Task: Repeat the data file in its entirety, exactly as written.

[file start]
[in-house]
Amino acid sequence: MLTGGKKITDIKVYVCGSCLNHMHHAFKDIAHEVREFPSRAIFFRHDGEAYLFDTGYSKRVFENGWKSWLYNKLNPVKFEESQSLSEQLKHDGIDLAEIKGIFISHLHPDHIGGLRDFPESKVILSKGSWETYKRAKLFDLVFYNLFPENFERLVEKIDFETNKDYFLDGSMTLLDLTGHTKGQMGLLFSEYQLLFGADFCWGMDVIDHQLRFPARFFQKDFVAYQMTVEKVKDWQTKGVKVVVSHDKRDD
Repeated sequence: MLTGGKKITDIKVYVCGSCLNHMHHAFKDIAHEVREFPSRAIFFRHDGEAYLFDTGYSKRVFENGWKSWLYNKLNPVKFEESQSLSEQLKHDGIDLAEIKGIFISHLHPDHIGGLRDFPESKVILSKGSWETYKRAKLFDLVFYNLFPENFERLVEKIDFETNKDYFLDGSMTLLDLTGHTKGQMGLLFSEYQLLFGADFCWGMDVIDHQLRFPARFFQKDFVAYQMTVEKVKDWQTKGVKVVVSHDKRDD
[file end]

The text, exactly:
[in-house]
Amino acid sequence: MLTGGKKITDIKVYVCGSCLNHMHHAFKDIAHEVREFPSRAIFFRHDGEAYLFDTGYSKRVFENGWKSWLYNKLNPVKFEESQSLSEQLKHDGIDLAEIKGIFISHLHPDHIGGLRDFPESKVILSKGSWETYKRAKLFDLVFYNLFPENFERLVEKIDFETNKDYFLDGSMTLLDLTGHTKGQMGLLFSEYQLLFGADFCWGMDVIDHQLRFPARFFQKDFVAYQMTVEKVKDWQTKGVKVVVSHDKRDD
Repeated sequence: MLTGGKKITDIKVYVCGSCLNHMHHAFKDIAHEVREFPSRAIFFRHDGEAYLFDTGYSKRVFENGWKSWLYNKLNPVKFEESQSLSEQLKHDGIDLAEIKGIFISHLHPDHIGGLRDFPESKVILSKGSWETYKRAKLFDLVFYNLFPENFERLVEKIDFETNKDYFLDGSMTLLDLTGHTKGQMGLLFSEYQLLFGADFCWGMDVIDHQLRFPARFFQKDFVAYQMTVEKVKDWQTKGVKVVVSHDKRDD